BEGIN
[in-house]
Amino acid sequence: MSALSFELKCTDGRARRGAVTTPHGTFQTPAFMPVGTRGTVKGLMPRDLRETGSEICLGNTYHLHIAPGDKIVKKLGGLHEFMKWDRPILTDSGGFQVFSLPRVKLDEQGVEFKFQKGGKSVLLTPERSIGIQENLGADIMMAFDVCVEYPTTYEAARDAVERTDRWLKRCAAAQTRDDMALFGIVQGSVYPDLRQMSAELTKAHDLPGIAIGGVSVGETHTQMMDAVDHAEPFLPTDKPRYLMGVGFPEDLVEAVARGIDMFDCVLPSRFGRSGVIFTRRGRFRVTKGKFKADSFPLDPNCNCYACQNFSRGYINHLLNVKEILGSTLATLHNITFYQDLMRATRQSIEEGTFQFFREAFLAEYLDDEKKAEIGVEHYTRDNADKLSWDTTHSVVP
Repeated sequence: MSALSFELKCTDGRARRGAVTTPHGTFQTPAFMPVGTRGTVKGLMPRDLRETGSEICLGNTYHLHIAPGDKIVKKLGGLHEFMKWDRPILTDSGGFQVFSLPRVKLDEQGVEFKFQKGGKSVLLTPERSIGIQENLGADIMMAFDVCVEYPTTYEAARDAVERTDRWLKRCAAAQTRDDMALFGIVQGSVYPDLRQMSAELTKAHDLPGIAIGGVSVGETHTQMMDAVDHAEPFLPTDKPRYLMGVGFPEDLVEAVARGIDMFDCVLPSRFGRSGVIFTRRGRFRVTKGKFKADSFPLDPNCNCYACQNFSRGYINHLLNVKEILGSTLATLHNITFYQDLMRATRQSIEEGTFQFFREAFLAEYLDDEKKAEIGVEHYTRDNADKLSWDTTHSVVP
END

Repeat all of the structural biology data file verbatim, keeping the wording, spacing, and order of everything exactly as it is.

[in-house]
Amino acid sequence: MSALSFELKCTDGRARRGAVTTPHGTFQTPAFMPVGTRGTVKGLMPRDLRETGSEICLGNTYHLHIAPGDKIVKKLGGLHEFMKWDRPILTDSGGFQVFSLPRVKLDEQGVEFKFQKGGKSVLLTPERSIGIQENLGADIMMAFDVCVEYPTTYEAARDAVERTDRWLKRCAAAQTRDDMALFGIVQGSVYPDLRQMSAELTKAHDLPGIAIGGVSVGETHTQMMDAVDHAEPFLPTDKPRYLMGVGFPEDLVEAVARGIDMFDCVLPSRFGRSGVIFTRRGRFRVTKGKFKADSFPLDPNCNCYACQNFSRGYINHLLNVKEILGSTLATLHNITFYQDLMRATRQSIEEGTFQFFREAFLAEYLDDEKKAEIGVEHYTRDNADKLSWDTTHSVVP
Repeated sequence: MSALSFELKCTDGRARRGAVTTPHGTFQTPAFMPVGTRGTVKGLMPRDLRETGSEICLGNTYHLHIAPGDKIVKKLGGLHEFMKWDRPILTDSGGFQVFSLPRVKLDEQGVEFKFQKGGKSVLLTPERSIGIQENLGADIMMAFDVCVEYPTTYEAARDAVERTDRWLKRCAAAQTRDDMALFGIVQGSVYPDLRQMSAELTKAHDLPGIAIGGVSVGETHTQMMDAVDHAEPFLPTDKPRYLMGVGFPEDLVEAVARGIDMFDCVLPSRFGRSGVIFTRRGRFRVTKGKFKADSFPLDPNCNCYACQNFSRGYINHLLNVKEILGSTLATLHNITFYQDLMRATRQSIEEGTFQFFREAFLAEYLDDEKKAEIGVEHYTRDNADKLSWDTTHSVVP